It is Monday and you haven’t reached us? We beg your pardon, but: We are not here for you today in order to be here for you.
If you are in a rush: Please leave a message on our answering machine on +49 6151 850 798 0 or write us an e-mail to firstname.lastname@example.org. We will get back to you starting from Tuesday morning.
Why we do it, in short
Every Monday, we unplug our phones and leave the mailboxes closed. Any internal meetings are advanced to this day so that we can stay focused at work during the rest of the week. We are not there for you on Mondays because that way, you get more out of us Tuesday through Friday.
Why we do it, the background story
We have always been big advocates of barcamps. The hierarchy-free but very time-structured barcamp principle has helped us in many ways: We have used it to improve the internal communication with our clients, we have thrown weekend-filling hackathons and every year, we organise our internal self-improvement camp which we call quämp.
But how about doing a barcamp every week? At the last quämp, this was a possible solution for a problem we had found in our culture map: The flexibility that our startup culture enables creates a complicated network of availabilities and meetings, which are uncomfortably distributed to the team and through the days. If we could only run the internal consultation more efficiently, it would be a great achievement.
We call it: Doneday.
Because from an „Oh, it is already Monday, until Wednesday we should, ah okay, let’s make it Thursday …“, we have created a Monday that makes our workflow go easy on cost, clients and staff – put simply, it helps us get things done the rest of the week.
Side effects transparency and participation
In contrast to classic barcamps, we experiment with a mix of short and long sessions: During the morning, we can accommodate as many operative tight-scheduled arrangements as possible for different projects with 15-minute sessions. The afternoon sessions are more intense sessions of 30 and 60 minutes length.
The barcamp can unfold its full hierarchy-reducing effect here. Possible session types are:
Internal and external sparrings
New request – we need a team
Showcase – for which projects can we celebrate our accomplishments ?
One-on-ones: exchange in pairs
Thus, the Doneday is only seemingly a tribute to the taskwork. Rather, it is a tool of transparency and participation: Every week anew, we can see what we are working on as a team in the central Trello Board – and we can even put ourselves into the occasional session that has not been part of our field of expertise so far.
No experiment without feedback The distinct separation of morning and afternoon regarding content is a direct product of weekly reflection. Since we did not accomplish enough project arrangements in an early Doneday version in the morning, they were moved to the afternoon – and pushed out the less urgent (but: important) topics. As with any of our New Work experiments, at our Doneday the regular retrospective is also important for the satisfaction. The Doneday not only is, it evolves.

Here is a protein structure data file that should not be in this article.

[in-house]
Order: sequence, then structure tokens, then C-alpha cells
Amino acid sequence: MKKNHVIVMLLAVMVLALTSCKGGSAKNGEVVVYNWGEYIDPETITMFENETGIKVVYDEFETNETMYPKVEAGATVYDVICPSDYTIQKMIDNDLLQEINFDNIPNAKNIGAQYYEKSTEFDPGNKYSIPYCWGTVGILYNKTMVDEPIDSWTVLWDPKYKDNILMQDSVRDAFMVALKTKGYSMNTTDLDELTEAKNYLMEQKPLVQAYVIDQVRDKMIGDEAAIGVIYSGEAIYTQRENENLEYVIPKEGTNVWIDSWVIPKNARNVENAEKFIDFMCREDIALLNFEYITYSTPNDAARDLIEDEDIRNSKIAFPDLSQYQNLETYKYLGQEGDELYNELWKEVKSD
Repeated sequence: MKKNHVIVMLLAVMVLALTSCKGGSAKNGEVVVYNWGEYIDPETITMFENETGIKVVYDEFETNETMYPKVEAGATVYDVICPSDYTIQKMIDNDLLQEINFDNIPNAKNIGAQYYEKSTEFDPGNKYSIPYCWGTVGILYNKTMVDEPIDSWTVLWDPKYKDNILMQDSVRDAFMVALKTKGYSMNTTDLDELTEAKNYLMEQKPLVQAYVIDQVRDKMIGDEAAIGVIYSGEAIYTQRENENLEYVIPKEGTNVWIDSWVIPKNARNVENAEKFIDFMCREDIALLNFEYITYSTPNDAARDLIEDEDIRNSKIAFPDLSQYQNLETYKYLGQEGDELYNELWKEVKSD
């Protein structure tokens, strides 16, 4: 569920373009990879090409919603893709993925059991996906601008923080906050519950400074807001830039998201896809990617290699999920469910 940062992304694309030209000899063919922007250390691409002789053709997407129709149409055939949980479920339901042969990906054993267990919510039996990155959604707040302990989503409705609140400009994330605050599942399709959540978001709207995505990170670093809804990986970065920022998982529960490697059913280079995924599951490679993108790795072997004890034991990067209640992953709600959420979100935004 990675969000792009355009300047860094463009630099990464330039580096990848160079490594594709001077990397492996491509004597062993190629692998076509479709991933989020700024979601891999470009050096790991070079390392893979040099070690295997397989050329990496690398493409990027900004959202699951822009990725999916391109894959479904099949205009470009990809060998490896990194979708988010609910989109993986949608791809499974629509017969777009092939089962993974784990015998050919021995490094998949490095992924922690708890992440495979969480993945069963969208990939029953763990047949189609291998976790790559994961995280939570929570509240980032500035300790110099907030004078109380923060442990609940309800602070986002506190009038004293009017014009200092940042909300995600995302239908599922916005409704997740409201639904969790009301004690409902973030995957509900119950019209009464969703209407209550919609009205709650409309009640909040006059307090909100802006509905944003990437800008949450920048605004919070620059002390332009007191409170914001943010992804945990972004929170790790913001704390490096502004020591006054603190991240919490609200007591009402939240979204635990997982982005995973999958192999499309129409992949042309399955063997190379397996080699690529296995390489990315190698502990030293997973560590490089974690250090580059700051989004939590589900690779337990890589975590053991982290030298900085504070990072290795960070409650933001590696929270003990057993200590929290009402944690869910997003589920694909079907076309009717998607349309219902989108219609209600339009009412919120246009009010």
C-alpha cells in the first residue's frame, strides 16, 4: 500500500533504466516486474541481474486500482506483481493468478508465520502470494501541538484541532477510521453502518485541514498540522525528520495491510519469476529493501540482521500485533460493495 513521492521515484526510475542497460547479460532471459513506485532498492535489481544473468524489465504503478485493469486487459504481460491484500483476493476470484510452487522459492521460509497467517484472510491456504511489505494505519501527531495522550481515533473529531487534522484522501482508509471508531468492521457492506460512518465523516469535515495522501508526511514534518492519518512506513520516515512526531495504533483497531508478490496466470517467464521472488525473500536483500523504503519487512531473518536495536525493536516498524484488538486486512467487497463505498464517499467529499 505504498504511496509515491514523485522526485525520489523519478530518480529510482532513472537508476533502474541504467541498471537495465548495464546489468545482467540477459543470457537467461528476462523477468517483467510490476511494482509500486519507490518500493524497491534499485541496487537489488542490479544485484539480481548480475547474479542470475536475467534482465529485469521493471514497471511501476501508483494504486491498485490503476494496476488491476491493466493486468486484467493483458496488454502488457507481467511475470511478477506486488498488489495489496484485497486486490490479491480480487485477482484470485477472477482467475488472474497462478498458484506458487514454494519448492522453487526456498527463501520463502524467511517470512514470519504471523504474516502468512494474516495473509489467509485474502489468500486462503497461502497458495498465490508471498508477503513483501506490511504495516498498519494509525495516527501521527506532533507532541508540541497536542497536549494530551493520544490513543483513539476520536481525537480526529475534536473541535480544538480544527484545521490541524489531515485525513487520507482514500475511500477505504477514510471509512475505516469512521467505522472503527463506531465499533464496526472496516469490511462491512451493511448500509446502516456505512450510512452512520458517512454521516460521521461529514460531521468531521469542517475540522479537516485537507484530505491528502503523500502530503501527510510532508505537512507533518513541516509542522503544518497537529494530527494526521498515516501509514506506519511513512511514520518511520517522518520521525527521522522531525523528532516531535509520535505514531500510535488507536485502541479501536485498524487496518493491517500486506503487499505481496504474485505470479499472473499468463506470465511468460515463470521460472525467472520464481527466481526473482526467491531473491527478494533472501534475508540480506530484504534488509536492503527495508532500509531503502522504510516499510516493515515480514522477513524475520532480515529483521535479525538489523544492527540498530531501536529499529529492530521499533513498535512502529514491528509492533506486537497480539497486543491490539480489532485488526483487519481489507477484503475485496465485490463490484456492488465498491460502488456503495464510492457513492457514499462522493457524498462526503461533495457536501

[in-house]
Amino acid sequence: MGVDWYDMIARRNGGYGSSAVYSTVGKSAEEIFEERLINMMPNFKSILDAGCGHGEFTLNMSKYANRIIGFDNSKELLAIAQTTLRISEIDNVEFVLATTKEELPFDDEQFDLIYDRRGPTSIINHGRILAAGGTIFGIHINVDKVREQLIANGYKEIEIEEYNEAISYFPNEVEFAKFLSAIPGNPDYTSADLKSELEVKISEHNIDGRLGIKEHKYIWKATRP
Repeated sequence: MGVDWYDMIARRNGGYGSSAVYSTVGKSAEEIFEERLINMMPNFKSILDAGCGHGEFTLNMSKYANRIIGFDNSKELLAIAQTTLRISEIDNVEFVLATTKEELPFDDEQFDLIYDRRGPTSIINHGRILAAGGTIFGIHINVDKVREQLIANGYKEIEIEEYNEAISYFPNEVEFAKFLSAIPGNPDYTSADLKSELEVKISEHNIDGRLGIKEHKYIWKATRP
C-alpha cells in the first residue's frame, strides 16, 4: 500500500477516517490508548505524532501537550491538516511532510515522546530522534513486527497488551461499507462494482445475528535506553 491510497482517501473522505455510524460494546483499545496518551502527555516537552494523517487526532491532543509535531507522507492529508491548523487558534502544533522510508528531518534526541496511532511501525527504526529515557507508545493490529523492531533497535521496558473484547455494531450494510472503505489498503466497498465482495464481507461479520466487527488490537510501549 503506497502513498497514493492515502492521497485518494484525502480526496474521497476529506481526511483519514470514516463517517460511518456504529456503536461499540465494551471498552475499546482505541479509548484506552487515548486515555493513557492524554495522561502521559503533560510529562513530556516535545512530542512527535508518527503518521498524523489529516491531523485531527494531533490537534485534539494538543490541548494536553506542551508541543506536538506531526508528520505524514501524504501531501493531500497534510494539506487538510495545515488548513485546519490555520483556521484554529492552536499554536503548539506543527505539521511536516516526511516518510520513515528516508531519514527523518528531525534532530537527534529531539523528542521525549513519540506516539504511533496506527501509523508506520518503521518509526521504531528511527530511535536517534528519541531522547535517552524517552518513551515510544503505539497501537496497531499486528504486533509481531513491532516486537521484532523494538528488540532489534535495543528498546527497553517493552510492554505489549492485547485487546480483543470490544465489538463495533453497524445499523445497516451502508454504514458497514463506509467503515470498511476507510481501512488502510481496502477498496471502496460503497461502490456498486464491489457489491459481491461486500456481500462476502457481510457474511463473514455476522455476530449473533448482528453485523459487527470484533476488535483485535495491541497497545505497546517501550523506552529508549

A timetable without hours During the whole Doneday, every Quäntchen will be accompanied by their ever-expanding timetable. Blank in the morning, it fills itself throughout the day with the projects for the week. Only from afar it looks like the slip of paper that hangs on the refrigerator at home. In fact, it explicitly goes without hourly and minute units – a first step to banish time units completely from our planning and calculation. We roughly distribute our task packages collected during the Doneday over the rest of the week – and ask ourselves at the end of the day whose plan is brimming and who can take over something.
If you look closely, you will find plenty of space on our timetables for our customers and project teams: for telephone calls, video conferences and wild workshops. Are you interested in establishing the Doneday or other start-up culture methods yourself? Then our Newworkshop might be just right for you. Or you can talk to us. Preferably from Tuesday.
Über den Autor
Kersten A. Riechers
Kersten A. Riechers bloggte, bevor es so genannt wurde (1999) und schrieb später für das Online-Jugendmagazin der ZEIT, das heute niemand mehr kennt (ZÜNDER). Nach weiteren journalistischen Stationen bei Lokalzeitungen, FAZ und als zweiter Mitarbeiter bei Gründerszene.de co-gründete er 2010 quäntchen + glück.
In Strategie-Mandaten setzt sich Kersten für Innovations-Kultur und nachhaltige Geschäftsmodelle ein. In der internationalen Community des Usability-Testessen für eine bessere Fehlerkultur.
Kersten lebt in Hamburg und verdiente sich vor Corona auf der Bahnstrecke zwischen Home Office und quäntchen-Zentrale in Darmstadt immer wieder aufs Neue den von seinen Kolleg*innen verliehenen Titel Außenminister. Seither ist alles remote. Was ein Glück, dass auf die Visitenkarten der quäntchen noch nie Titel gedruckt wurden.